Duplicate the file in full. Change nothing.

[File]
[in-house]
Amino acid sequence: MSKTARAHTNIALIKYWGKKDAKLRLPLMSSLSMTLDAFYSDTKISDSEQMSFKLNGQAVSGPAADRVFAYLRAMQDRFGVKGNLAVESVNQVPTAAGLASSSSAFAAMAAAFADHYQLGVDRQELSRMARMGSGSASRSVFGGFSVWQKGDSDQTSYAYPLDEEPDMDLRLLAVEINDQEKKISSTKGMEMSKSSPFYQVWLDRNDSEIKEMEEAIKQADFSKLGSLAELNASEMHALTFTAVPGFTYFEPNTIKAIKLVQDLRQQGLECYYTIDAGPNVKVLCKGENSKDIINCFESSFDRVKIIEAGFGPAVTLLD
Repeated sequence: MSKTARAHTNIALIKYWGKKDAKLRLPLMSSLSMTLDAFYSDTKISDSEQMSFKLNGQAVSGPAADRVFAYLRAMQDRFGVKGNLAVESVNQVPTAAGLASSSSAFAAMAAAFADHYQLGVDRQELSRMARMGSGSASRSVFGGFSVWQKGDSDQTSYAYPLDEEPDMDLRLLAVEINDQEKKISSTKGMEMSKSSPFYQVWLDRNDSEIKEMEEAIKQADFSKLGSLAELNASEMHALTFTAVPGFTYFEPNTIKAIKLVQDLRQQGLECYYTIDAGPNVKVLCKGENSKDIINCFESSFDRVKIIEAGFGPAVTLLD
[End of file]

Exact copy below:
[in-house]
Amino acid sequence: MSKTARAHTNIALIKYWGKKDAKLRLPLMSSLSMTLDAFYSDTKISDSEQMSFKLNGQAVSGPAADRVFAYLRAMQDRFGVKGNLAVESVNQVPTAAGLASSSSAFAAMAAAFADHYQLGVDRQELSRMARMGSGSASRSVFGGFSVWQKGDSDQTSYAYPLDEEPDMDLRLLAVEINDQEKKISSTKGMEMSKSSPFYQVWLDRNDSEIKEMEEAIKQADFSKLGSLAELNASEMHALTFTAVPGFTYFEPNTIKAIKLVQDLRQQGLECYYTIDAGPNVKVLCKGENSKDIINCFESSFDRVKIIEAGFGPAVTLLD
Repeated sequence: MSKTARAHTNIALIKYWGKKDAKLRLPLMSSLSMTLDAFYSDTKISDSEQMSFKLNGQAVSGPAADRVFAYLRAMQDRFGVKGNLAVESVNQVPTAAGLASSSSAFAAMAAAFADHYQLGVDRQELSRMARMGSGSASRSVFGGFSVWQKGDSDQTSYAYPLDEEPDMDLRLLAVEINDQEKKISSTKGMEMSKSSPFYQVWLDRNDSEIKEMEEAIKQADFSKLGSLAELNASEMHALTFTAVPGFTYFEPNTIKAIKLVQDLRQQGLECYYTIDAGPNVKVLCKGENSKDIINCFESSFDRVKIIEAGFGPAVTLLD